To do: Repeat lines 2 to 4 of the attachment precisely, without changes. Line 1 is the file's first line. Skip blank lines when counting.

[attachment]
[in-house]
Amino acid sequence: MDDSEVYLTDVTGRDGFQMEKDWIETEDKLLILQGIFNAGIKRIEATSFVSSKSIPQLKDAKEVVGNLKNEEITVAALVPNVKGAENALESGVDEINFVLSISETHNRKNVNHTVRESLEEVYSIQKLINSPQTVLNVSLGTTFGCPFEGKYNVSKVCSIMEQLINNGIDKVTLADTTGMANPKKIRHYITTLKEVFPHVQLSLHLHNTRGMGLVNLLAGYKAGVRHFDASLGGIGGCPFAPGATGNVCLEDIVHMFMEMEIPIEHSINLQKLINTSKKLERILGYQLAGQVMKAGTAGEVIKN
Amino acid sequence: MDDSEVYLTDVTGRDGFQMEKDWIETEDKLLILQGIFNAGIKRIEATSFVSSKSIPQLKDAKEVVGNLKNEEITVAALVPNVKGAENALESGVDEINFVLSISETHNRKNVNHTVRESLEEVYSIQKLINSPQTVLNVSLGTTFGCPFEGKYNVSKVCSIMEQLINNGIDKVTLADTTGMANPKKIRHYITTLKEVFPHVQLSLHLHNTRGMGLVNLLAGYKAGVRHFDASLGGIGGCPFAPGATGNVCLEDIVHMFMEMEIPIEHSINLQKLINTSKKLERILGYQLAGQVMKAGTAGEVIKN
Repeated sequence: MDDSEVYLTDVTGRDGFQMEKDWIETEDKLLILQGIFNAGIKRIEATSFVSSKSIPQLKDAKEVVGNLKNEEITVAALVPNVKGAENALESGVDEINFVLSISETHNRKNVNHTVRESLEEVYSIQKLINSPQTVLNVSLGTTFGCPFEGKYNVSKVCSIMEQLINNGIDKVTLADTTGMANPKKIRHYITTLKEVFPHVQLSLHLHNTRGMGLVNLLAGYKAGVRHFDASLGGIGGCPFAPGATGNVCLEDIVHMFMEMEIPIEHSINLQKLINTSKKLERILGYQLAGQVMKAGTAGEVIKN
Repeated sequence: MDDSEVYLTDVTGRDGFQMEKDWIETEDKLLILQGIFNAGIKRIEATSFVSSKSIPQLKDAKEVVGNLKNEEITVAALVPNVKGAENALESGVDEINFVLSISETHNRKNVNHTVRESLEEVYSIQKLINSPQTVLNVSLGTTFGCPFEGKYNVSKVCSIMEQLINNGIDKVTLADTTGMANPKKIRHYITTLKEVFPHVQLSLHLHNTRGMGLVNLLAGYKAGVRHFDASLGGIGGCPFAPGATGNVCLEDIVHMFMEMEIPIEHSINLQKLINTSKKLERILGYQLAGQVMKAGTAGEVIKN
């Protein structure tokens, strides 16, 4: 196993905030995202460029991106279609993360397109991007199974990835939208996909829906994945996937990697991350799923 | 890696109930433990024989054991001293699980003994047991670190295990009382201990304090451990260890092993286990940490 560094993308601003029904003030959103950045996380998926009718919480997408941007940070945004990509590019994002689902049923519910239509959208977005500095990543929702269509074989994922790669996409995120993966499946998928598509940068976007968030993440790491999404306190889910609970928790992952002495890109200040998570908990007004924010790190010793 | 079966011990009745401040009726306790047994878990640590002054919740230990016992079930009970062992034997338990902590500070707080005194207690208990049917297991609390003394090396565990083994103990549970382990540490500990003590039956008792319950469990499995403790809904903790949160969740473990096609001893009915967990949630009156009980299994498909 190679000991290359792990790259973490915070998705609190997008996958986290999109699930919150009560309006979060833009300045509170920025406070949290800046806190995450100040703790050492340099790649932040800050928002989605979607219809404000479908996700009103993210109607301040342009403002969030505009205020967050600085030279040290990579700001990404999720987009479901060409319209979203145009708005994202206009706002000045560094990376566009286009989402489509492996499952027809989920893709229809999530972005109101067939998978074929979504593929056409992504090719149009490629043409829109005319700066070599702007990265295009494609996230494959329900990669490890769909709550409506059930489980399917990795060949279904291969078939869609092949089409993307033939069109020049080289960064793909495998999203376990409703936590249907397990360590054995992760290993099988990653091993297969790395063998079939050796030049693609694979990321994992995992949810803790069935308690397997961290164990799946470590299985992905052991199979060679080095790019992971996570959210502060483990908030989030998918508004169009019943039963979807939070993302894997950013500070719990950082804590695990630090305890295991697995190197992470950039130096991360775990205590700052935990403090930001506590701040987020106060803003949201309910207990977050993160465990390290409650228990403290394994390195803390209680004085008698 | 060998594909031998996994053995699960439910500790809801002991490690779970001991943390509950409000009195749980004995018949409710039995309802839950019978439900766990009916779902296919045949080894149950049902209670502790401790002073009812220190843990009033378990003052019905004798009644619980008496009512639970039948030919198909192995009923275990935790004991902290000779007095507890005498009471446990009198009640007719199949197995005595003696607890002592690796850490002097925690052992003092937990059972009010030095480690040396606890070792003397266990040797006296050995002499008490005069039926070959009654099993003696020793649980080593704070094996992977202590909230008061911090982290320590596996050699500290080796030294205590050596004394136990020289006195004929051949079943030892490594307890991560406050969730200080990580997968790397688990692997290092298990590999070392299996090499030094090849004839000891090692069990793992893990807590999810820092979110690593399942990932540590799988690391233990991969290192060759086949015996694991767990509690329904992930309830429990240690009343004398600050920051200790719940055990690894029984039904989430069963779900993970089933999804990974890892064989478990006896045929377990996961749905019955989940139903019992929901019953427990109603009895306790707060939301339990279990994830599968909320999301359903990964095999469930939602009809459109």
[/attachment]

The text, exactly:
Amino acid sequence: MDDSEVYLTDVTGRDGFQMEKDWIETEDKLLILQGIFNAGIKRIEATSFVSSKSIPQLKDAKEVVGNLKNEEITVAALVPNVKGAENALESGVDEINFVLSISETHNRKNVNHTVRESLEEVYSIQKLINSPQTVLNVSLGTTFGCPFEGKYNVSKVCSIMEQLINNGIDKVTLADTTGMANPKKIRHYITTLKEVFPHVQLSLHLHNTRGMGLVNLLAGYKAGVRHFDASLGGIGGCPFAPGATGNVCLEDIVHMFMEMEIPIEHSINLQKLINTSKKLERILGYQLAGQVMKAGTAGEVIKN
Amino acid sequence: MDDSEVYLTDVTGRDGFQMEKDWIETEDKLLILQGIFNAGIKRIEATSFVSSKSIPQLKDAKEVVGNLKNEEITVAALVPNVKGAENALESGVDEINFVLSISETHNRKNVNHTVRESLEEVYSIQKLINSPQTVLNVSLGTTFGCPFEGKYNVSKVCSIMEQLINNGIDKVTLADTTGMANPKKIRHYITTLKEVFPHVQLSLHLHNTRGMGLVNLLAGYKAGVRHFDASLGGIGGCPFAPGATGNVCLEDIVHMFMEMEIPIEHSINLQKLINTSKKLERILGYQLAGQVMKAGTAGEVIKN
Repeated sequence: MDDSEVYLTDVTGRDGFQMEKDWIETEDKLLILQGIFNAGIKRIEATSFVSSKSIPQLKDAKEVVGNLKNEEITVAALVPNVKGAENALESGVDEINFVLSISETHNRKNVNHTVRESLEEVYSIQKLINSPQTVLNVSLGTTFGCPFEGKYNVSKVCSIMEQLINNGIDKVTLADTTGMANPKKIRHYITTLKEVFPHVQLSLHLHNTRGMGLVNLLAGYKAGVRHFDASLGGIGGCPFAPGATGNVCLEDIVHMFMEMEIPIEHSINLQKLINTSKKLERILGYQLAGQVMKAGTAGEVIKN